"Which news organizations influence Wikipedia?": This is the question asked in a blog post by a post-doc researcher at Columbia University's Tow Center for digital journalism. Looking at the top 10 news stories of 2013 – an admittedly subjective set determined by the author – the organizations from which the citations come are analyzed. Leading the pack are the New York Times, Washington Post and CNN, but the author notes that the tail of the distribution is very long – 68% of citations are not produced by the top 10 organizations. Qualitative analysis discusses "the surprise for the news organizations that don’t make the top ten; CBS News, ABC News, FOX News [...] this top ten strikes as leaning left overall".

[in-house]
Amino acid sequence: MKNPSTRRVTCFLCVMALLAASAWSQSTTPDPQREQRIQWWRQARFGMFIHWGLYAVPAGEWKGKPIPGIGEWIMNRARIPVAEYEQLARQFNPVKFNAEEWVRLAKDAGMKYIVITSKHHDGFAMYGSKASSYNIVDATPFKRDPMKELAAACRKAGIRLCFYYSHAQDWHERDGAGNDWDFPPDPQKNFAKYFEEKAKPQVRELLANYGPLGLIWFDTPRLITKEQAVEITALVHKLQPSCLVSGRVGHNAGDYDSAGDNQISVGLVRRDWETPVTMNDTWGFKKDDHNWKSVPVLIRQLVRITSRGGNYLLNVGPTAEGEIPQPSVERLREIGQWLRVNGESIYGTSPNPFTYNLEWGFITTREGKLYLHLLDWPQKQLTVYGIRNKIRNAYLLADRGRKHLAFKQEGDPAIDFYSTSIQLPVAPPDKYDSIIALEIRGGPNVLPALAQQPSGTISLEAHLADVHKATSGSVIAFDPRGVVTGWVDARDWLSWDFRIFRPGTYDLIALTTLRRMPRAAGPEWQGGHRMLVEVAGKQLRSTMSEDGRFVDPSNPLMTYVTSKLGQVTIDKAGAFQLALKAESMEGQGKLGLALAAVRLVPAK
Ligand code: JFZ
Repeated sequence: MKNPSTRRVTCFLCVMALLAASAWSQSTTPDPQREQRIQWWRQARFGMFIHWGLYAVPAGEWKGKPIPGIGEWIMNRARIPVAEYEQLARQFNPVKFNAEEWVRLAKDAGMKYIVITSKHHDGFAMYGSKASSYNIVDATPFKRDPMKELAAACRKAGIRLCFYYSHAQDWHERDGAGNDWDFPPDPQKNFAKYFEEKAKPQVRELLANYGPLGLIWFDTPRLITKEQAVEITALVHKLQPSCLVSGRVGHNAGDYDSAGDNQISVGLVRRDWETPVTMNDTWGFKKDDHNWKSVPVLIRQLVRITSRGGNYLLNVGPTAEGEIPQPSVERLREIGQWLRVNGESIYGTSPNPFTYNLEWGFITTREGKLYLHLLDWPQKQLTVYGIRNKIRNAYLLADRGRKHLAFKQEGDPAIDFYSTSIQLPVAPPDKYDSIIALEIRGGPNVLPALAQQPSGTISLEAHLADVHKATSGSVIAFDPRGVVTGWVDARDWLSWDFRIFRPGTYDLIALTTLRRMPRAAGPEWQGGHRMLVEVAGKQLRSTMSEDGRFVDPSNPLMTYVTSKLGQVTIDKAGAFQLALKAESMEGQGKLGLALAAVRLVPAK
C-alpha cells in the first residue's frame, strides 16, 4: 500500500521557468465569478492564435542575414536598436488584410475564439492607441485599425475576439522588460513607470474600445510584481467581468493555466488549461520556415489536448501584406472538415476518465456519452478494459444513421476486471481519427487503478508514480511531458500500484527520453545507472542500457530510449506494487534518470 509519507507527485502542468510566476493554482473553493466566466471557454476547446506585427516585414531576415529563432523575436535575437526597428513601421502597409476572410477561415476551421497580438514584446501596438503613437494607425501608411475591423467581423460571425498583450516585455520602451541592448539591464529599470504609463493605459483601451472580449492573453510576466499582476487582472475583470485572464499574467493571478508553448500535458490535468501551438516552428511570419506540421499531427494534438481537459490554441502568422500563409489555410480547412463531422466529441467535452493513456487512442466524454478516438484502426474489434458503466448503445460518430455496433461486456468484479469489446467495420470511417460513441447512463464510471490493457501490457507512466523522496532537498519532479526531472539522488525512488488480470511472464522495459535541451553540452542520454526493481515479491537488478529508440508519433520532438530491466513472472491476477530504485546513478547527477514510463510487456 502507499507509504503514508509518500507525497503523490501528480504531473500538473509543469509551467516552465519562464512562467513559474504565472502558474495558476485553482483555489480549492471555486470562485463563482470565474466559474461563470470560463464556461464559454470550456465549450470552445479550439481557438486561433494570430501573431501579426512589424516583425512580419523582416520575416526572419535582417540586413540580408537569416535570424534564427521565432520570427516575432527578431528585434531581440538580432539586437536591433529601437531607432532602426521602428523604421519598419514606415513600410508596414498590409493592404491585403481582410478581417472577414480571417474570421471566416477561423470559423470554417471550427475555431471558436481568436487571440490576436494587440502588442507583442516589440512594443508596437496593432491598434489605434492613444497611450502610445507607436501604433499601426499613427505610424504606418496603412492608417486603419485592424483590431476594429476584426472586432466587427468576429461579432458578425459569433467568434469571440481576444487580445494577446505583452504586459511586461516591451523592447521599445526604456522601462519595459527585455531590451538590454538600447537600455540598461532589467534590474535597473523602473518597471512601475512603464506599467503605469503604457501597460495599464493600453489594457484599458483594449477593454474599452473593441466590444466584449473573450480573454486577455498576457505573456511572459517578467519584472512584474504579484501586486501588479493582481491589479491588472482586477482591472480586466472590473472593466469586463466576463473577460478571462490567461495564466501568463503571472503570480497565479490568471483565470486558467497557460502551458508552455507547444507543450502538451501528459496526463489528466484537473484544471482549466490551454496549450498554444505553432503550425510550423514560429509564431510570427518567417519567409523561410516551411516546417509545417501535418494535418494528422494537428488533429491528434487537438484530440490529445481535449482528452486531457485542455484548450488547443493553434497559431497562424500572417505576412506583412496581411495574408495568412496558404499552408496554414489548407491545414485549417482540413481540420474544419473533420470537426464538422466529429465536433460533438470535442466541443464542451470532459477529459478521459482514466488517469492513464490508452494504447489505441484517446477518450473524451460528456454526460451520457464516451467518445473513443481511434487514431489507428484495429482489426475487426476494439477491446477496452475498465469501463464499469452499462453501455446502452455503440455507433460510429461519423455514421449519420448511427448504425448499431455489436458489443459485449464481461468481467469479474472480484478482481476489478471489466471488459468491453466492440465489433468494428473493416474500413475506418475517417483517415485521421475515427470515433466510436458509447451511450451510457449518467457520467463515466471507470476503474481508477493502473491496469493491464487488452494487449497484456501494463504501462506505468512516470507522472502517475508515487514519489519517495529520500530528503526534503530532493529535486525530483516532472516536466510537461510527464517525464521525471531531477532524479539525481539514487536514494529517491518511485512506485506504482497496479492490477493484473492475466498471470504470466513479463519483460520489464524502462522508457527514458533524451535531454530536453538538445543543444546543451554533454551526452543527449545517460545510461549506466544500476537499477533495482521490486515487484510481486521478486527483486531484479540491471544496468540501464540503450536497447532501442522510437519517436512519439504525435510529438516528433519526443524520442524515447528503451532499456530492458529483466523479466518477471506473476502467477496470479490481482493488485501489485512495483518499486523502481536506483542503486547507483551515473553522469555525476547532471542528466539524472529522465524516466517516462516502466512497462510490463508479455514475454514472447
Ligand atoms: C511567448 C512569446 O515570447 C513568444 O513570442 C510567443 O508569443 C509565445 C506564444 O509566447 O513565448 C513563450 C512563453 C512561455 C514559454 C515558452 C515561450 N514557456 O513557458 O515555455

Weasels, hedges, and peacocks in Wikipedia articles. Some[who?]computational linguists find many[which?] Wikipedia articles to be a superlative[peacock term] corpus for natural language processing applications. Weasel words, hedges, and peacock terms (like the ones in the previous sentence) are labelled by Wikipedia editors because they tend to make an article less objective. A recent study leverages this work to understand general features of the way people use subjective language to increase uncertainty about the truth or authority of the statements they make. By examining a set of 200 Wikipedia articles that had been flagged for these terms, the researchers found 899 different keywords that were frequently used as peacock terms, weasel words, and hedges. A machine learning classifier that was trained on this set of key words was able to identify other (unlabeled) articles that were written in a subjective manner, with high accuracy. In the future, approaches like these could lead to better automated detection of inappropriately subjective or unsourced statements—not only in Wikipedia articles, but also news articles, scientific papers, product reviews, search results, and other scenarios where people need to be able to trust that the information they are reading is credible.